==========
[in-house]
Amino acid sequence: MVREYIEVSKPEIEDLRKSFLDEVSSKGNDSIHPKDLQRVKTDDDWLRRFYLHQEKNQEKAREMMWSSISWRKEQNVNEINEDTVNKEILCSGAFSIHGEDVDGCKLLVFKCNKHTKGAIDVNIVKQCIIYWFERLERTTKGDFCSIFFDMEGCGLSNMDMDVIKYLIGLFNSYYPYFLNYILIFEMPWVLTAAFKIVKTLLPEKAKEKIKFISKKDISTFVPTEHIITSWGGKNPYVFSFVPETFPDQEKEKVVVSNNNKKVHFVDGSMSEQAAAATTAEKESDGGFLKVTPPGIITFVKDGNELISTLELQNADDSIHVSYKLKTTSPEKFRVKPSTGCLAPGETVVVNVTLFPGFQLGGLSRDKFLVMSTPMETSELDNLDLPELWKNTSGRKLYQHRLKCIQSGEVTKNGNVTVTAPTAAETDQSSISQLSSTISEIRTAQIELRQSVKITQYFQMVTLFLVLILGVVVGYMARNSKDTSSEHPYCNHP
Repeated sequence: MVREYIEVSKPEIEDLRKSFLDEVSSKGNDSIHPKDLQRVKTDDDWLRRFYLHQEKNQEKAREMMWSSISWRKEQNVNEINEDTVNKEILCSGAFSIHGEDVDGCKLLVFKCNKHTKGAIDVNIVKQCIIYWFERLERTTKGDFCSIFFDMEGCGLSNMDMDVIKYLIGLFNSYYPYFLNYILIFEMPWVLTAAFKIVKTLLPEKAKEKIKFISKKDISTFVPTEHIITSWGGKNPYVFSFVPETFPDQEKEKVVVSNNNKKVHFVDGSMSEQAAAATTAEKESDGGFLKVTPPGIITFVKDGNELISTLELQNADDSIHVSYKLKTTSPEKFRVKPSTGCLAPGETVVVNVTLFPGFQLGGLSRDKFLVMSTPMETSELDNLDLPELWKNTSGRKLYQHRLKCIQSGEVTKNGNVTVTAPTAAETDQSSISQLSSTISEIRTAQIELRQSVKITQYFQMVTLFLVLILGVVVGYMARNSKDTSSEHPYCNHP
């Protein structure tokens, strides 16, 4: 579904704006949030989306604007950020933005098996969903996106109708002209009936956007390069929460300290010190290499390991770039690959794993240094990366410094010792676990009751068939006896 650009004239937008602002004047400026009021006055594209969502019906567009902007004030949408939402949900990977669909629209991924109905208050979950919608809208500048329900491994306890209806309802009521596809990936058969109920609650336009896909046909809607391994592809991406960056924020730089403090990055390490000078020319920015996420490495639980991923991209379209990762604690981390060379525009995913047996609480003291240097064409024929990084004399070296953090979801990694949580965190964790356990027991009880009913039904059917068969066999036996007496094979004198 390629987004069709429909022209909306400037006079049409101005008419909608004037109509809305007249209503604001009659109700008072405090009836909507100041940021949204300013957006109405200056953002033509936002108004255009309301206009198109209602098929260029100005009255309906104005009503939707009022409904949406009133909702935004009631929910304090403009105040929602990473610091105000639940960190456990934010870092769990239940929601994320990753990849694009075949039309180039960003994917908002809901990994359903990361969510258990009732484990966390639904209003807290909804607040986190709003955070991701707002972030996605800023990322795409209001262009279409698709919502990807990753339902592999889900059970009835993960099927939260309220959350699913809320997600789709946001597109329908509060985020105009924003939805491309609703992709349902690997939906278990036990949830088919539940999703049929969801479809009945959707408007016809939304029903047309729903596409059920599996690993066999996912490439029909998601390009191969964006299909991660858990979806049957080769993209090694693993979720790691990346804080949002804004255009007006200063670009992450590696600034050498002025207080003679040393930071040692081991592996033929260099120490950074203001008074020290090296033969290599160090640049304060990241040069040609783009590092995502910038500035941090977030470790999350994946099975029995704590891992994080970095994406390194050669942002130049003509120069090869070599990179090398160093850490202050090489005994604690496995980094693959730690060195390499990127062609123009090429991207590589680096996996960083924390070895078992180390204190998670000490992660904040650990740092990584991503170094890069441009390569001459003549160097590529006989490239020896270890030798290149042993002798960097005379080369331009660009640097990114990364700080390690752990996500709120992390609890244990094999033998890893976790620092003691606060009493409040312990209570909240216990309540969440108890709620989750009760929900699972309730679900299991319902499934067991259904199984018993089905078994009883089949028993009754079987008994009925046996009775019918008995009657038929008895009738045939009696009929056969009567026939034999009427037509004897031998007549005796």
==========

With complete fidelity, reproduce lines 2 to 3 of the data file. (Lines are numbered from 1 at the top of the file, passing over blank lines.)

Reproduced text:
Amino acid sequence: MVREYIEVSKPEIEDLRKSFLDEVSSKGNDSIHPKDLQRVKTDDDWLRRFYLHQEKNQEKAREMMWSSISWRKEQNVNEINEDTVNKEILCSGAFSIHGEDVDGCKLLVFKCNKHTKGAIDVNIVKQCIIYWFERLERTTKGDFCSIFFDMEGCGLSNMDMDVIKYLIGLFNSYYPYFLNYILIFEMPWVLTAAFKIVKTLLPEKAKEKIKFISKKDISTFVPTEHIITSWGGKNPYVFSFVPETFPDQEKEKVVVSNNNKKVHFVDGSMSEQAAAATTAEKESDGGFLKVTPPGIITFVKDGNELISTLELQNADDSIHVSYKLKTTSPEKFRVKPSTGCLAPGETVVVNVTLFPGFQLGGLSRDKFLVMSTPMETSELDNLDLPELWKNTSGRKLYQHRLKCIQSGEVTKNGNVTVTAPTAAETDQSSISQLSSTISEIRTAQIELRQSVKITQYFQMVTLFLVLILGVVVGYMARNSKDTSSEHPYCNHP
Repeated sequence: MVREYIEVSKPEIEDLRKSFLDEVSSKGNDSIHPKDLQRVKTDDDWLRRFYLHQEKNQEKAREMMWSSISWRKEQNVNEINEDTVNKEILCSGAFSIHGEDVDGCKLLVFKCNKHTKGAIDVNIVKQCIIYWFERLERTTKGDFCSIFFDMEGCGLSNMDMDVIKYLIGLFNSYYPYFLNYILIFEMPWVLTAAFKIVKTLLPEKAKEKIKFISKKDISTFVPTEHIITSWGGKNPYVFSFVPETFPDQEKEKVVVSNNNKKVHFVDGSMSEQAAAATTAEKESDGGFLKVTPPGIITFVKDGNELISTLELQNADDSIHVSYKLKTTSPEKFRVKPSTGCLAPGETVVVNVTLFPGFQLGGLSRDKFLVMSTPMETSELDNLDLPELWKNTSGRKLYQHRLKCIQSGEVTKNGNVTVTAPTAAETDQSSISQLSSTISEIRTAQIELRQSVKITQYFQMVTLFLVLILGVVVGYMARNSKDTSSEHPYCNHP